The first death occurred in a 58-year-old patient with RMS and a baseline EDSS of 6.0 4 months after the second course of ocrelizumab at 6 months. The patient reported increased shortness of breath, declined to be seen at the emergency department, and was found dead at home the following day. The second death was a 56-year-old with SPMS and a baseline EDSS of 7.5. The patient died just prior to receiving the scheduled 12-month infusion of ocrelizumab due to urosepsis. The patient had multiple hospitalisations for treatment of infections during the 2 months prior to their death. The third death was a 45-year-old patient with RMS and a history of severe depression, who committed suicide 3 months after their 2 baseline 300 mg ocrelizumab infusions. The fourth death was a 61-year-old patient with RMS who died of pneumonia and septic shock 2 months after receiving the 2 baseline 300 mg ocrelizumab infusions.

Grade III lymphopenia occurred in three patients with a mean age (SD) of 67.2 (0.459) years compared with 52.6 (12.4) in patients without grade III lymphopenia. Seventy-seven patients (27.0%) had at least one absolute lymphocyte count of 0.50 to 0.99 that indicated grade I or II lymphopenia while on ocrelizumab.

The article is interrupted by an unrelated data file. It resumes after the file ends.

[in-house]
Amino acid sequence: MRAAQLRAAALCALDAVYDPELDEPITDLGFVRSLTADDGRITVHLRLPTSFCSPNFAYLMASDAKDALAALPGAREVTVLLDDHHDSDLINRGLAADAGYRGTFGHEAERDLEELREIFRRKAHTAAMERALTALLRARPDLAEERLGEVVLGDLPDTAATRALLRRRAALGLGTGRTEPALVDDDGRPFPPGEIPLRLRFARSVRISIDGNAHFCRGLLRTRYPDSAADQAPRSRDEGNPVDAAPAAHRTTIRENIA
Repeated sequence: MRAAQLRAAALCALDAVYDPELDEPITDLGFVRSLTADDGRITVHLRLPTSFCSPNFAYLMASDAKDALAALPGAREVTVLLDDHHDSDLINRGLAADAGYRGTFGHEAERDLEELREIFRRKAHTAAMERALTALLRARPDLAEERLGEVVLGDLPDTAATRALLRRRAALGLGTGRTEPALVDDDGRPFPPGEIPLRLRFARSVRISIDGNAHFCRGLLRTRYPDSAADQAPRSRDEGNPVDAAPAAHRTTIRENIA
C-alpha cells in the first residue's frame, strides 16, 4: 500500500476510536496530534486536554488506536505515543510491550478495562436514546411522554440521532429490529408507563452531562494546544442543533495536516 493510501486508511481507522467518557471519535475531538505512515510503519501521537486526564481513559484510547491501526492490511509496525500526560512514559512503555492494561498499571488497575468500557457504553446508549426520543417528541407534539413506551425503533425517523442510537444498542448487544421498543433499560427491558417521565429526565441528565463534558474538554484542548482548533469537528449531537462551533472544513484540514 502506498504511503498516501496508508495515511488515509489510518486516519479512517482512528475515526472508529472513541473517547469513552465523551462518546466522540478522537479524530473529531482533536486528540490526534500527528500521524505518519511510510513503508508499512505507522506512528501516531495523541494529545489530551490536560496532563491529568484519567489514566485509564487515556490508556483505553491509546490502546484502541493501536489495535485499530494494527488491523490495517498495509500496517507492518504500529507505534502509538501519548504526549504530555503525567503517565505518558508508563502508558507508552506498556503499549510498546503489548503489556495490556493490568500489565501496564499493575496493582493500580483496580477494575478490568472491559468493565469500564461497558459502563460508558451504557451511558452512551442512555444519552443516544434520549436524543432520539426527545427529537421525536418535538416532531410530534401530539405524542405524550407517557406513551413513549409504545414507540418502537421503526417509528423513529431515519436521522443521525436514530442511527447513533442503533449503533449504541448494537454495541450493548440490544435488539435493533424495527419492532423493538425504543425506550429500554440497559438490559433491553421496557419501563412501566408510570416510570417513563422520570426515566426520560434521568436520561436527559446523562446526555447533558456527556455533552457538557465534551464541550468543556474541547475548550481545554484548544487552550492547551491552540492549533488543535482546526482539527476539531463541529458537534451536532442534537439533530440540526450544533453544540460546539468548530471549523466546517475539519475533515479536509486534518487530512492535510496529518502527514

Three hundred and thirty-seven patients (88.7%), who had at least one IgM/IgG value measured and received at least two courses of ocrelizumab, were included in the immunoglobulin analyses. Serum IgG/IgM levels were obtained within a month before each ocrelizumab infusion. The median time on ocrelizumab (IQR) was 26 months (21–29.8). Infections were seen in 226 of the 337 patients (67.1%). The median age (IQR) for those who had an infection was 53.5 (42.5–62.7) and was 53.0 (42.2–60.2) for those who did not.

Logistic regression analyses showed no evidence of a higher risk of infection for subjects with low IgG or IgM levels. After adjusting for covariates, the likelihood of infection during the 6-month course following OCR treatment was not significantly different for subjects with high vs low IgG levels at course 2 (adjusted odds ratio (AOR)=1.41 (95% CI 0.64–3.23); p=0.399), course 3 (AOR=0.53 (95% CI 0.24, 1.15); p=0.110), and course 4 (AOR=0.62 (95% CI 0.26, 1.51); p=0.295) (table 5). It was also not significantly different for subjects with high vs low IgM levels at course 2 (AOR=0.84 (95% CI 0.39, 1.81); p=0.644), course 3 (AOR=0.61 (95% CI 0.28, 1.29); p=0.201), and course 4 (AOR=1.51 (95% CI 0.65–3.60); p=0.341) (table 6).

Table 5

ORs and 95% confidence intervals for infection by IgG level

Table 6

ORs and 95% CIs for Infection by IgM level

Efficacy